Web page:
Dolly Parton sings that “you’re just a step on the boss-man’s ladder” – not much motivation for workin’ nine to five.
So how can the modern office attract people to tumble outta bed and commute into work, especially when many employees could simply turn on their laptop and get things done? And how can that office make you more productive?
One idea, popular among new technology companies, is to mix work and play.
Stroll around the London headquarters of peer-to-peer money transfer service TransferWise in Shoreditch, London, and you see scooters, a hammock and, would you believe, one of these:
Companies like this say such an office helps create a culture where staff enjoy coming to work, and are more productive as a result. For others, office perks like a sauna are simply a load of hot air.
Twenty-somethings might enjoy the perks, says Clare Coatman, of trade union body the TUC, but they must be in addition to, rather than instead of, decent pay and conditions.
“Compare the cost of buying a ping-pong table to offering a living wage, rather than a minimum wage, and you start to cut through to the reality,” she says.
“Perks are nice, but they do not pay the bills.”
Taavet Hinrikus, founder and chief executive of TransferWise, says the aim of his firm’s offices around the world is to “create an environment for people to do their best work”.
Finding a premises that allowed everyone to work on the same floor was important, he says. After that, many of the ideas of how to furnish it came from the staff themselves.
The overwhelming view, and the resulting set-up, was a mix of areas that suited certain tasks. Various soundproofed phone booths are dotted around. There are traditional desks, soft seating (“the padded cell”) and a kitchen with background music. Friday’s playlist included Gregorian chant and the Bee Gees (separately).
Speaking in the Magic Roundabout meeting room, Inez Miedema, head of affiliates and partnerships at TransferWise, admits that her parents – during a tour of the office – saw people playing a football computer game and questioned whether any work actually got done.
Ultimately each team has performance indicators to ensure they are doing a good job and those failing to do so will be challenged.
The trendy office and flexibility at work helps to attract talent, she says, but it is far from the only attraction, not least pay.
There is a keen eye cast over competitors and similar businesses to benchmark the competitiveness of salaries. As the business has grown in size, so has the package of other benefits offered to staff.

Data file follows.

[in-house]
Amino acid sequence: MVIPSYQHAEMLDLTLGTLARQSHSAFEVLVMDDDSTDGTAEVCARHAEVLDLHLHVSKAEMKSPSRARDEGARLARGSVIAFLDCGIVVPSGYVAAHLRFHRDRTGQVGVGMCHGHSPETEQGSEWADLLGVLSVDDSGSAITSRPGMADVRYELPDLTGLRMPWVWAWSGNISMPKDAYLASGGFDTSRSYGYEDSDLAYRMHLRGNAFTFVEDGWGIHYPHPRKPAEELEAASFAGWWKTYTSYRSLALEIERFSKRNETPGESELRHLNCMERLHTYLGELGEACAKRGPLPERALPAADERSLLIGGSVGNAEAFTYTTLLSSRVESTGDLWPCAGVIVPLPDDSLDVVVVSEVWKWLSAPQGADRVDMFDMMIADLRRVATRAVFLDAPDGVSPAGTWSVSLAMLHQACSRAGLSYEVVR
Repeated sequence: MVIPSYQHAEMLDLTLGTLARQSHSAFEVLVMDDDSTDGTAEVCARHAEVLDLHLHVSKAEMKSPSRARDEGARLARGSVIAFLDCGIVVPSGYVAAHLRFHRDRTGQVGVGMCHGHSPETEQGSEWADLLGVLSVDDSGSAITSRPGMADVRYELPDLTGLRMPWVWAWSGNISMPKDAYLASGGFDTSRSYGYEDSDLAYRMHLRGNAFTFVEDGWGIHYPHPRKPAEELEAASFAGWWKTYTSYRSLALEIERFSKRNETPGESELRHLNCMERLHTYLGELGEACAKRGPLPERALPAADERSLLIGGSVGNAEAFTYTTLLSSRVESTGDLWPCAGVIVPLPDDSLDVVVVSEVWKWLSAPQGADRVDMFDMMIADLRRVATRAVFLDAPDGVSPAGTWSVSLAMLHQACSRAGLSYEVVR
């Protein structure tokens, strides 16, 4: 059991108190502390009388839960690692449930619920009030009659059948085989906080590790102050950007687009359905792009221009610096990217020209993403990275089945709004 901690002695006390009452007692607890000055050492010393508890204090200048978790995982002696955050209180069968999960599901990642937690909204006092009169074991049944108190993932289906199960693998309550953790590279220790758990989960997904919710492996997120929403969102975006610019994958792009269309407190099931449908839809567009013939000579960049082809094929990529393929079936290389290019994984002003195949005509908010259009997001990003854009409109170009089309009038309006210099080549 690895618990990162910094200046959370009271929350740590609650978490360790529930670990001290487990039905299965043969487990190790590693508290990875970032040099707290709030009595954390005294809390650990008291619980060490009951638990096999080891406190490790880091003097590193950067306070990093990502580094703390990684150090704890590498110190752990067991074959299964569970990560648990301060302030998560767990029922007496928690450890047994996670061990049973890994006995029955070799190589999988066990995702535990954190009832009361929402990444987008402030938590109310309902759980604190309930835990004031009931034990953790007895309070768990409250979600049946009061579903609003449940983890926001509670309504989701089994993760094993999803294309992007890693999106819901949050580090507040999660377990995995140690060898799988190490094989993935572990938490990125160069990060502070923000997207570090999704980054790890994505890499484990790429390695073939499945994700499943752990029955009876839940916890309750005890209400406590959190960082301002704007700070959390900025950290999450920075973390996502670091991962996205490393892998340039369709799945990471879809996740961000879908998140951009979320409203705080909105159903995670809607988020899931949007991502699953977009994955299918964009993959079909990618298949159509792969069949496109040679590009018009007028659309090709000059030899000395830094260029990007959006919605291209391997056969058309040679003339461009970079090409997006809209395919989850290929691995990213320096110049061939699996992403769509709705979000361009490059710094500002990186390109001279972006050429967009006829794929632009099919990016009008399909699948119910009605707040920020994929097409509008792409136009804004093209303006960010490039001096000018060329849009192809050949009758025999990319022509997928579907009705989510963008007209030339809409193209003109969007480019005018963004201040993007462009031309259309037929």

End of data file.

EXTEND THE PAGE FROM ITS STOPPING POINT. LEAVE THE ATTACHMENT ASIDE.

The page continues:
The TUC’s Clare Coatman says young people really want job security and pay progression – much the same as any other generation of workers. No matter how trendy the office, their focus was still on the job, not on the jest.
A report by accountancy firm PwC said career progression was the top priority for “millennials” – the term typically applied to those born between 1980 and 1999 – who expected to rise rapidly through an organisation. Some 52% of those asked said this was the main attraction in an employer, coming ahead of competitive salaries in second place (44%).
The trouble is, says Ms Coatman, that they have very low expectations of the workplace. This theory was echoed in a recent poll commissioned by the RSA which suggested that fewer than one in 10 workers thought that “all work was fair and decent”.
As a result younger workers may choose to move to another job, rather than fight to improve the terms of their current roles, Ms Coatman says.
A small, start-up tech firm can quite easily make their office attractive to the young worker, but what about bigger, more traditional companies?
Many staff can carry the contents of their desk around with them, usually digitally on a laptop, says Philip Ross, founder and chief executive of UnWork.com, which promotes new ways of working.
Young tech-savvy staff, particularly, can work anywhere so why bother getting on a packed bus or sit in a traffic jam to get to a chicken-coop office?
“As a place for people, both employees and clients, it has to work hard to pull people in – there needs to be a compelling reason to come to work,” UnWork says in a report about a recent project for a business in New York.
The office priorities for staff were “air quality, daylight, good acoustics, great coffee and food”. The motivation for the business was a 30% cut in property costs per person, by using the space more efficiently.
Some of the vocabulary about modern offices – such as “app-centric workplace” and “collision coefficient” – may raise eyebrows among your average office worker.
Yet, the logic behind the lexicon is worth a closer look.
Mr Ross says that offices should allow people to move around and work with those engaged in the same “activities”. The design of a building should encourage people to communicate in person, rather than by email or in formal meetings.
Meanwhile, an office app may suggest who in an organisation is free for lunch at the same time. Then, it will point out which of them are working on a similar project. Alternatively it may highlight that some have the same interests, such as running marathons, and match-make them for lunch.
However, Mr Ross argues that, among tech start-ups in particular, there has been a “rush to collaboration”. The trend towards shared space means it can be difficult to find anywhere for staff to quietly get work done on their own.
In the end, he says, there needs to be areas of an office to fit different types of work.
That, it seems, may even include a sauna in the corner.
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